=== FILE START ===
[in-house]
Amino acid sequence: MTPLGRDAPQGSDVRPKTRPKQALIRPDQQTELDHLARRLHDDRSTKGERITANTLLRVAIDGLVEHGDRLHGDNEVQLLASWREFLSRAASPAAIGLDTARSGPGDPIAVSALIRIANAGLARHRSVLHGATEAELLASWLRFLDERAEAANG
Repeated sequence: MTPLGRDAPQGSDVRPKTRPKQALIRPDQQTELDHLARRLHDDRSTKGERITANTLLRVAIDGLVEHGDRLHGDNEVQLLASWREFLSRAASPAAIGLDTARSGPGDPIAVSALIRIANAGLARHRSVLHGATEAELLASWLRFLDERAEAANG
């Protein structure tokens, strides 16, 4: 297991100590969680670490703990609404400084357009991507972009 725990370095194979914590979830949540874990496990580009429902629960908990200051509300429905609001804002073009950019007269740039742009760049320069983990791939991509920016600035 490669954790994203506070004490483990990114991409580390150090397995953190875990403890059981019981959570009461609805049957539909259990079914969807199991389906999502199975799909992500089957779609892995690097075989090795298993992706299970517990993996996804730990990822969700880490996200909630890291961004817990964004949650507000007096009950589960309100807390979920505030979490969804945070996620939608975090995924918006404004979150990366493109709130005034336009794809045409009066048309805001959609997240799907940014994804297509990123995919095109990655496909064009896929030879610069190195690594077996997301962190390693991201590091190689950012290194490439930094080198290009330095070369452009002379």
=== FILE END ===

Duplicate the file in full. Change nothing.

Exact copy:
[in-house]
Amino acid sequence: MTPLGRDAPQGSDVRPKTRPKQALIRPDQQTELDHLARRLHDDRSTKGERITANTLLRVAIDGLVEHGDRLHGDNEVQLLASWREFLSRAASPAAIGLDTARSGPGDPIAVSALIRIANAGLARHRSVLHGATEAELLASWLRFLDERAEAANG
Repeated sequence: MTPLGRDAPQGSDVRPKTRPKQALIRPDQQTELDHLARRLHDDRSTKGERITANTLLRVAIDGLVEHGDRLHGDNEVQLLASWREFLSRAASPAAIGLDTARSGPGDPIAVSALIRIANAGLARHRSVLHGATEAELLASWLRFLDERAEAANG
């Protein structure tokens, strides 16, 4: 297991100590969680670490703990609404400084357009991507972009 725990370095194979914590979830949540874990496990580009429902629960908990200051509300429905609001804002073009950019007269740039742009760049320069983990791939991509920016600035 490669954790994203506070004490483990990114991409580390150090397995953190875990403890059981019981959570009461609805049957539909259990079914969807199991389906999502199975799909992500089957779609892995690097075989090795298993992706299970517990993996996804730990990822969700880490996200909630890291961004817990964004949650507000007096009950589960309100807390979920505030979490969804945070996620939608975090995924918006404004979150990366493109709130005034336009794809045409009066048309805001959609997240799907940014994804297509990123995919095109990655496909064009896929030879610069190195690594077996997301962190390693991201590091190689950012290194490439930094080198290009330095070369452009002379």